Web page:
Soka Gakkai International
Buddhism in Action for Peace
History & Philosophy
Stories and reflections on the Buddhist approach to life
Human rights belong to every one of us. No one can take them away. They are ours simply because we are human beings.
From the atrocities of World War II, humanity learned that peace and human rights are inseparable and that, as the foundation of peace, human rights must be guaranteed uniformly. Since then, through international collaboration and cooperation, countries have established rules and systems to protect and promote human rights as a basic condition. However, there still are many people, such as those who are robbed of their lives and freedom and those who are forced out of their homes, who are unable to live with the peace of mind and protections that human rights confer.
Raising awareness of human rights helps individuals become more sensitive about upholding their own rights and the need to protect the rights of others. The spread of this awareness helps prevent human rights violations; hence, the need for human rights education. For these reasons, promoting education and training in human rights is a key focus of the SGI’s activities.
A central tenet of the SGI is that a profound change in the heart of an individual can spark change in one’s community, society at large and, eventually, the world. Through its awareness-raising activities, the SGI strives to empower individuals to become catalysts for change in their local communities.
The SGI’s efforts for human rights education date from 1990. At his meeting in October of that year with African National Congress (ANC) Chairman Nelson Mandela, SGI President Daisaku Ikeda proposed several initiatives related to promoting human rights: holding an exhibition on the theme of human rights, arranging an anti-apartheid photo exhibition and sponsoring public lectures on human rights.
In 1993, the SGI launched the exhibition “Toward a Century of Humanity: An Overview of Human Rights in Today’s World,” which was shown the following year at the United Nations Office at Geneva in cooperation with the then Centre for Human Rights. As a resource supporting the UN Decade for Human Rights Education (1995–2004), the exhibition was viewed by more than 500,000 people, including many schoolchildren, at 40 venues in eight countries.
The SGI has since developed other innovative tools to promote human rights education.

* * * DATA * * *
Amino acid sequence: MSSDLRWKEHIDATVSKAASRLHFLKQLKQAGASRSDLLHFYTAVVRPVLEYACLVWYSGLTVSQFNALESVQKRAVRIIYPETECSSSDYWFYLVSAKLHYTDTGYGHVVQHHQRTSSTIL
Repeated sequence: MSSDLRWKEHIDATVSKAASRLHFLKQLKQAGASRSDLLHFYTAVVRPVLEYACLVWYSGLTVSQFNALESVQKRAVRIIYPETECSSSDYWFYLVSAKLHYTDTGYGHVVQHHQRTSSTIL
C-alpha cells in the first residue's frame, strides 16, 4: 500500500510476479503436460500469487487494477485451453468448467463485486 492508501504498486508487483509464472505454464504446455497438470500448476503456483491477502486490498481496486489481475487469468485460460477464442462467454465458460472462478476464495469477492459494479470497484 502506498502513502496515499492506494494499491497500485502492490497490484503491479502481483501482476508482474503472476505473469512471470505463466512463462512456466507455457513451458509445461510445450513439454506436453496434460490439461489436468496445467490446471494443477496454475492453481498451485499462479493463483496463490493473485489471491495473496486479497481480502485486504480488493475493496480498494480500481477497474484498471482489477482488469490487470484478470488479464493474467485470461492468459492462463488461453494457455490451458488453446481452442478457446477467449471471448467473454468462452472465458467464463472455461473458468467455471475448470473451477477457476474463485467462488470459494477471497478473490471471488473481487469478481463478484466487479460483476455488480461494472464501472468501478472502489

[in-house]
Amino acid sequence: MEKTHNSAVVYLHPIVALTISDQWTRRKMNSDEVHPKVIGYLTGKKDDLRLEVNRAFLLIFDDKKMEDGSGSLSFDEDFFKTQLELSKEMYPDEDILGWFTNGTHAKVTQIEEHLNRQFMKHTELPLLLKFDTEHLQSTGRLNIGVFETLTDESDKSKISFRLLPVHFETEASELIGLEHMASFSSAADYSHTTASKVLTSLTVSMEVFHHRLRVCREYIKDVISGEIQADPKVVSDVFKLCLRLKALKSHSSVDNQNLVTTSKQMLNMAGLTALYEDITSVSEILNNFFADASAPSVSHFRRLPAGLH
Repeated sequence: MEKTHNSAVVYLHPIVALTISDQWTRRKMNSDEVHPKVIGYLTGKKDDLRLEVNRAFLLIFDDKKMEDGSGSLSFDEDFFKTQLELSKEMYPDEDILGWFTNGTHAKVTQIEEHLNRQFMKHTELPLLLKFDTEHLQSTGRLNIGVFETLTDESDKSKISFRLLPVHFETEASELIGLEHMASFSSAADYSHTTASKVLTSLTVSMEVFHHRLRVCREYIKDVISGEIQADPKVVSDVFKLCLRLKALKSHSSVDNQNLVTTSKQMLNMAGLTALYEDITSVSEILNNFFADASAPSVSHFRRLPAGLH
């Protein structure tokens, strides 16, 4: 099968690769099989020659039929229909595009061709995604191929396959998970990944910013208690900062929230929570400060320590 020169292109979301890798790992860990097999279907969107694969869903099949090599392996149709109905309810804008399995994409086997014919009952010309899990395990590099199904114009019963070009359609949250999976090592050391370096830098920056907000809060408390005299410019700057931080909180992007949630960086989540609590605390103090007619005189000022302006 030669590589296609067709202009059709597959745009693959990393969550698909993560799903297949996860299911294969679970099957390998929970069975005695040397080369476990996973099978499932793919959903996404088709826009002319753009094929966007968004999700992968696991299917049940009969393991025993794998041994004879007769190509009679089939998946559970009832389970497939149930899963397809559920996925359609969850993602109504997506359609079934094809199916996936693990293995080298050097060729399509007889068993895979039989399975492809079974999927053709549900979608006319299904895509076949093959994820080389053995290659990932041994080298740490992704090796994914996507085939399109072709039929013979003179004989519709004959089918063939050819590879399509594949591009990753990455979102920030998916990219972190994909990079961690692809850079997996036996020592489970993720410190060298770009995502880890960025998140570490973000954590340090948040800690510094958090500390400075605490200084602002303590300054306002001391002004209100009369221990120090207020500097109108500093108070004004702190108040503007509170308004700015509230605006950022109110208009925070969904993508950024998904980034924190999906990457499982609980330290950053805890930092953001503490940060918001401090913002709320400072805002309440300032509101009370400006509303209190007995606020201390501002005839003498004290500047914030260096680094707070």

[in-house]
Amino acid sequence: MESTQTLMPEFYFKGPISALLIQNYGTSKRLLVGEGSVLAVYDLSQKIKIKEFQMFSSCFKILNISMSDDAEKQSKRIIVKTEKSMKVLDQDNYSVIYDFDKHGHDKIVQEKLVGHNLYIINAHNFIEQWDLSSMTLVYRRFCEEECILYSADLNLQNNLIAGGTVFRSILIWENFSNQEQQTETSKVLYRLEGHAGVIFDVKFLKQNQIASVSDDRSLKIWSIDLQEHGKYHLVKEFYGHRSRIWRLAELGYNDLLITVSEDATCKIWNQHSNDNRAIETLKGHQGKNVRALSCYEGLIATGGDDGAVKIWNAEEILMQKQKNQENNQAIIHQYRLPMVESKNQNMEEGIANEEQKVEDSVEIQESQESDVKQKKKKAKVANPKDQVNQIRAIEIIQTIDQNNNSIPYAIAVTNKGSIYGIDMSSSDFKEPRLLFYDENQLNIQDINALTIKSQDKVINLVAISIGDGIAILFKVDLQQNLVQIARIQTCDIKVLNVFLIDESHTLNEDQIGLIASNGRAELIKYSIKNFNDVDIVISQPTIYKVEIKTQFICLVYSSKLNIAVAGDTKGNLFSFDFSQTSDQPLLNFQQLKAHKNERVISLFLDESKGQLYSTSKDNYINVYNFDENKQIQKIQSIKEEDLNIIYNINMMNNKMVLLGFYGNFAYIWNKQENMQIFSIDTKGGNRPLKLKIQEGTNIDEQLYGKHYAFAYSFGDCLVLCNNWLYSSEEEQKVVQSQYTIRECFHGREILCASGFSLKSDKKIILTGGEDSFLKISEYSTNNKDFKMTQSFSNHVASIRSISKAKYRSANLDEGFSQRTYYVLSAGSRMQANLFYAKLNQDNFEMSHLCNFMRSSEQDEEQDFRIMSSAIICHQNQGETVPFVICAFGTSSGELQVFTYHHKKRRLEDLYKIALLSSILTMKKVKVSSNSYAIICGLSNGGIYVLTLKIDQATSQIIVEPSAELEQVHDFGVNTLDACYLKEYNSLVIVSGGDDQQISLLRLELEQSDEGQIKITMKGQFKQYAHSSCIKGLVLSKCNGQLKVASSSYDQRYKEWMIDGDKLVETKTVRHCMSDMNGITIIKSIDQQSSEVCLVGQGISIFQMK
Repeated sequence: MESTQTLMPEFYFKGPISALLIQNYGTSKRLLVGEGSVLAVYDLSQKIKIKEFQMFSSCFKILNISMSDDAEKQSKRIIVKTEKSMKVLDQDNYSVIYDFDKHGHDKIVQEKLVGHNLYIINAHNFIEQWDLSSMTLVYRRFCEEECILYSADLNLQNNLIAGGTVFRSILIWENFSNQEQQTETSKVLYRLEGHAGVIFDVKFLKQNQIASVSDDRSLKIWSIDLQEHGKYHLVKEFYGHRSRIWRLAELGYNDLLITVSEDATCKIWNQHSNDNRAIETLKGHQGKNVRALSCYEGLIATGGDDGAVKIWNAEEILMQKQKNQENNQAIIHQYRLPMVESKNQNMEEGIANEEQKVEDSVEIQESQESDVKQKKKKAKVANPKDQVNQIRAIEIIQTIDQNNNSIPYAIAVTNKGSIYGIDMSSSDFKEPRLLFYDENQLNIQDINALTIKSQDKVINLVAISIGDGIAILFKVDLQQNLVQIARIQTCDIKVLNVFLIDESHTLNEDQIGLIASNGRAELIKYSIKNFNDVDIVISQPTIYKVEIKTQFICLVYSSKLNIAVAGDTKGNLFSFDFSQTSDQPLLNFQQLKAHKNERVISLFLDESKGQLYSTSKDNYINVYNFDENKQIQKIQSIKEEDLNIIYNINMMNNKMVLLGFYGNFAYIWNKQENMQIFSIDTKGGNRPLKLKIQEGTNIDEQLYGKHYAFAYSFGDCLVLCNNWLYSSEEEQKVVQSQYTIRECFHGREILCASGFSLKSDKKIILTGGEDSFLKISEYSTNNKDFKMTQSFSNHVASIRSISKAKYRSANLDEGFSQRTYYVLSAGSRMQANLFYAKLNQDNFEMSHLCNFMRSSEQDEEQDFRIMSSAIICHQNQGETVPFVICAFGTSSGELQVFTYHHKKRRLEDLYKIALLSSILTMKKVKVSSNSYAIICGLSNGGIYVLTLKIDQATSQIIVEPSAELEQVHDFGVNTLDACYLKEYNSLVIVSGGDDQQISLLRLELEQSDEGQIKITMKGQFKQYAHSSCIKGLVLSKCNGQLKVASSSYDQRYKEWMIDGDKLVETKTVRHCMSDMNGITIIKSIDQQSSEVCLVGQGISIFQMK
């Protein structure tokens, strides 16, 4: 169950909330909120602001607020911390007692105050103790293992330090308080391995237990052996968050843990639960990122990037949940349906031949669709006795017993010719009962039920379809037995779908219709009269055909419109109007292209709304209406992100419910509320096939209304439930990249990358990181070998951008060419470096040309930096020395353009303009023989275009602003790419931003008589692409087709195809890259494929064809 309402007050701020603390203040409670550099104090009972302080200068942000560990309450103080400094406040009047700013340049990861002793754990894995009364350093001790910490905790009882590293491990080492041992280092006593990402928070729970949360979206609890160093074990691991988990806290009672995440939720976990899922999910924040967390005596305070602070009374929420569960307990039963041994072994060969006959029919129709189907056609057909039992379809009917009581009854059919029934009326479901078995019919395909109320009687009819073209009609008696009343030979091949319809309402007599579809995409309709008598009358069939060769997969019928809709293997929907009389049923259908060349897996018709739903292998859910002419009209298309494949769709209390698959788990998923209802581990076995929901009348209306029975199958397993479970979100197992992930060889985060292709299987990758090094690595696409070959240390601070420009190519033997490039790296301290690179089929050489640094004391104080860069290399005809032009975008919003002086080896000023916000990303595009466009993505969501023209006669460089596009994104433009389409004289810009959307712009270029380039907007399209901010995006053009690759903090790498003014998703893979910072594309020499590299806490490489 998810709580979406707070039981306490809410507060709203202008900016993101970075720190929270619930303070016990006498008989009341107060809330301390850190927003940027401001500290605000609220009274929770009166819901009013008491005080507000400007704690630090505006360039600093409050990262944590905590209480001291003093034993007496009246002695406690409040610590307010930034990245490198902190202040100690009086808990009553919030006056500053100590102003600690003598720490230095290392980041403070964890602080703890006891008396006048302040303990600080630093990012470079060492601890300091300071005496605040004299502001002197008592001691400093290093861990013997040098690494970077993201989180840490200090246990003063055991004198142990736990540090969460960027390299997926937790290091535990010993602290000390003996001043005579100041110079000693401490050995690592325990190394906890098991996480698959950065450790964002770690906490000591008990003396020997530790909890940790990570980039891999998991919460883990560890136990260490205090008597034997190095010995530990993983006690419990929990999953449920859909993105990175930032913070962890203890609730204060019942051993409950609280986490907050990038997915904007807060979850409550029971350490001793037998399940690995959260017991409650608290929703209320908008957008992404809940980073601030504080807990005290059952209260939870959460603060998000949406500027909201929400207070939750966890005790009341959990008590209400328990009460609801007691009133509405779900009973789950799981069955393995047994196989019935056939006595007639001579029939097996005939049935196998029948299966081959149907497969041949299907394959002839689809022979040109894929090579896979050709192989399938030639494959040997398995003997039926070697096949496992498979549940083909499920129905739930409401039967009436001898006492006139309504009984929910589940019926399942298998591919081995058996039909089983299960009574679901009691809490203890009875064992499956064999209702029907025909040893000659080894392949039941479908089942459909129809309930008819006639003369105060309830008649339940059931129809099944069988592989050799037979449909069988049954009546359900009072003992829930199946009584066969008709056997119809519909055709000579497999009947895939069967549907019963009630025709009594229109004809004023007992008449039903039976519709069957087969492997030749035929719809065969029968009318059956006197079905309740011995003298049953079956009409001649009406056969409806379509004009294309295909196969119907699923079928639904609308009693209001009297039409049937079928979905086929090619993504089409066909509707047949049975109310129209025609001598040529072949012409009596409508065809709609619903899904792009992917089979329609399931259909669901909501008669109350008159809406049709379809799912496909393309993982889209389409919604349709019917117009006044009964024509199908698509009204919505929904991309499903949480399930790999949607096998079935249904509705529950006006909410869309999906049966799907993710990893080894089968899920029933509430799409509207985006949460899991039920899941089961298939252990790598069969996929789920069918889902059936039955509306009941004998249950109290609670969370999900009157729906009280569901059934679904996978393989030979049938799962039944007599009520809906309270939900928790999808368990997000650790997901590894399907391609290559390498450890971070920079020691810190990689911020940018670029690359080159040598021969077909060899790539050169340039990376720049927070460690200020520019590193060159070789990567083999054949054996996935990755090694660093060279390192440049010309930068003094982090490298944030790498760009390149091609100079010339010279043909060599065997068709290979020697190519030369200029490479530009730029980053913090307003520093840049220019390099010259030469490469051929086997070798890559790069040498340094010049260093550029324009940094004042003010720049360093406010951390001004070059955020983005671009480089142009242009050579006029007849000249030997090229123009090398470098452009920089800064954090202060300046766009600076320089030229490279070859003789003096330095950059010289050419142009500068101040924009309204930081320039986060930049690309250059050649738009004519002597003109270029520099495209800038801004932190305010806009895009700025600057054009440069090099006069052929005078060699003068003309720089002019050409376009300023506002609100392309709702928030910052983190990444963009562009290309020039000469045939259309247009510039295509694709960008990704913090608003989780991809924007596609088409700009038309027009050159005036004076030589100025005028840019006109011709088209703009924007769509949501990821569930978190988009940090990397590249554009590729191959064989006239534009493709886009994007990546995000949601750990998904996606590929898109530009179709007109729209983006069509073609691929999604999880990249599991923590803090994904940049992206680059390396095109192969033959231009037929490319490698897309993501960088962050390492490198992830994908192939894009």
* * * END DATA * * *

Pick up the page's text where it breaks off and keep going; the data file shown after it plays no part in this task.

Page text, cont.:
The documentary A Path to Dignity: The Power of Human Rights Education, jointly produced by the SGI, Human Rights Education Associates (HREA) and the Office of the United Nations High Commissioner for Human Rights (OHCHR), portrays human rights education in practice in India, Australia and Turkey. While the specific issues in each case differ, together they convey the message that it is possible to change society and that change starts with the inner transformation of individual human beings.
The exhibition “Transforming Lives: The Power of Human Rights Education” was co-created with the civil society coalition HRE 2020, the NGO Working Group on Human Rights Education and Learning and the Platform for Human Rights Education and Training, with thanks to the OHCHR. As well as exploring the concepts of human rights and human rights education, the 25-panel exhibition presents stories of the transformative effects of human rights education and examines what ordinary citizens and civil society organizations can do to nurture a culture of human rights.
Since 2001, NGOs have become increasingly vocal in their advocacy of human rights education as an important global strategy toward strengthening respect for human rights. In August 2001, President Ikeda published a statement calling for a global framework for human rights education that would succeed the UN Decade for Human Rights Education. Focusing on influencing global policymaking at the former UN Commission on Human Rights, the SGI continued networking with many NGOs and other civil society actors, contributing to the process of UN General Assembly adoption on December 10, 2004, of the resolution that proclaimed the World Programme of Human Rights Education (2005–) as the successor to the decade.
related article Buddhism and Human Dignity Ultimately, the Buddhist understanding of human dignity is rooted in the idea that we are able to choose the path of self-perfection. As cochair of the NGO Working Group on Human Rights Education and Learning, a working group of the NGO Committee on Human Rights in Geneva, the SGI worked with other NGOs to ensure the drafting process of the UN Declaration on Human Rights Education and Training (adopted in 2011) took full account of the voices of NGOs and civil society groups. Today, it is considered a landmark document following the Universal Declaration of Human Rights and the International Covenants on Human Rights.
The SGI also joined with like-minded groups in proposing that youth be the focus of the fourth phase of the World Programme for Human Rights Education—a proposal that was adopted by resolution of the UN Human Rights Council on September 27, 2018.
In September 2018, to contribute to the goals of this new phase and to commemorate the 70th anniversary of the Universal Declaration of Human Rights, the SGI launched a website to provide an open-access interactive resource aimed at young people in the hope that it will assist them in claiming their rights and contributing to a better future for their communities.
The SGI will continue its efforts in pursuit of dignity for all and the crucial work of constructing a culture of human rights.
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